When I first started using FIASP with the older lot everything was fine for the first 3 months. Then the problem started. I hope I don’t see that happen with the new batch.
Novo-Nordisk hopes to have FIASP approved for pumps sometime in 2019. I hope they do somethng to address this, but because all their work was with MiniMed pumps, they may even know it’s happening. They didn’t say anything about it in their clinal trial results.
One thought is that with an insulin that is working faster, you are able to eat more of the foods you like without as dire of consequences. For instance, with Fiasp you are better able to eat a cookie and see minimal negative effects, BUT on regular Novolog, it would take more fore-thought to eat that cookie (by having to do a pre-bolus about 15-20 min beforehand) and not have a negative effect. I’ve seen that is the case with myself, and could definitely be a reason for someone to gain weight more easily on Fiasp (I am a T1D, a Dietitian, and a Diabetes Educator).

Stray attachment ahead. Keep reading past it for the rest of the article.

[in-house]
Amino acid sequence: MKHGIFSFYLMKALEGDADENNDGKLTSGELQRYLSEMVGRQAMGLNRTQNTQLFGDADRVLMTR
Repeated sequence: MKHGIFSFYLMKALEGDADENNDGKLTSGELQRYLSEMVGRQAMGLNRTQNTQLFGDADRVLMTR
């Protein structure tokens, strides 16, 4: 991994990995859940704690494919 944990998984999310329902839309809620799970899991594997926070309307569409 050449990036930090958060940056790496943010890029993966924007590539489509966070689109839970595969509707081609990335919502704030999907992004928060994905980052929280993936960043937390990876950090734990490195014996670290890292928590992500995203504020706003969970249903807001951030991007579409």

Another thought, if you were exercising to help lower blood sugar, especially postprandial spikes, maybe Fiasp is keeping you from getting such highs, so you are exercising less? I used to exercise when I started to creep up after a meal, but now that I am on Fiasp, I haven’t seen a need to walk after meals.
@Terry4, did you get around to trying Fiasp for corrections? I couldn’t pump with it, because of the site inflammations among other reasons, but recently refilled my prescription so I could use it for periodic corrections of highs. Seeing nice results on my CGM, I began injecting it for regular meal boluses, while pumping Humalog for basal. I am not experiencing any reaction at all at my injection sites, and for whatever reason I’m seeing Fiasp working as predicted when injected, unlike when I pumped with it.
Thank-you for this report. I intended to ask my doctor for a sample at my last appointment but overlooked it. Your experience motivates me to ask for it at my next appointment in a few weeks. I’ll post here when I do.